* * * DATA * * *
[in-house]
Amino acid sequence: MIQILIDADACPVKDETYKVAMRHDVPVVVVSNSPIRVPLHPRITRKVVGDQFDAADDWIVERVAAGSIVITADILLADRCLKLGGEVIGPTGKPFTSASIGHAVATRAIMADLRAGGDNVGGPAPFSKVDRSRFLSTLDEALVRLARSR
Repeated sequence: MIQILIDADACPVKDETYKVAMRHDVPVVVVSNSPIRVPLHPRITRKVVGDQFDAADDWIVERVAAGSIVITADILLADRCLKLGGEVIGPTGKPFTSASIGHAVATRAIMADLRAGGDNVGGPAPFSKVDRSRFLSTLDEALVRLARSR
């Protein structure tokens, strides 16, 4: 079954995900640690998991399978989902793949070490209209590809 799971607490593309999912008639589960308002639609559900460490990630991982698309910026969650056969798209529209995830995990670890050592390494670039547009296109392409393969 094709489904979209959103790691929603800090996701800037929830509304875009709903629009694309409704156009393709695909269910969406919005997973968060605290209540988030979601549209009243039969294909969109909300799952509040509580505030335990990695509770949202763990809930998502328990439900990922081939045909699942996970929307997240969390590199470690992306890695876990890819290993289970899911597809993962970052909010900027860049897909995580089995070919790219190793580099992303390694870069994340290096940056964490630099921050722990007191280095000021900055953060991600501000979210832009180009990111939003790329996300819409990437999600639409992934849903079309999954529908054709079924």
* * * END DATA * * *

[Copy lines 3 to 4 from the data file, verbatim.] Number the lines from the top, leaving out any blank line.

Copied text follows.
Repeated sequence: MIQILIDADACPVKDETYKVAMRHDVPVVVVSNSPIRVPLHPRITRKVVGDQFDAADDWIVERVAAGSIVITADILLADRCLKLGGEVIGPTGKPFTSASIGHAVATRAIMADLRAGGDNVGGPAPFSKVDRSRFLSTLDEALVRLARSR
């Protein structure tokens, strides 16, 4: 079954995900640690998991399978989902793949070490209209590809 799971607490593309999912008639589960308002639609559900460490990630991982698309910026969650056969798209529209995830995990670890050592390494670039547009296109392409393969 094709489904979209959103790691929603800090996701800037929830509304875009709903629009694309409704156009393709695909269910969406919005997973968060605290209540988030979601549209009243039969294909969109909300799952509040509580505030335990990695509770949202763990809930998502328990439900990922081939045909699942996970929307997240969390590199470690992306890695876990890819290993289970899911597809993962970052909010900027860049897909995580089995070919790219190793580099992303390694870069994340290096940056964490630099921050722990007191280095000021900055953060991600501000979210832009180009990111939003790329996300819409990437999600639409992934849903079309999954529908054709079924």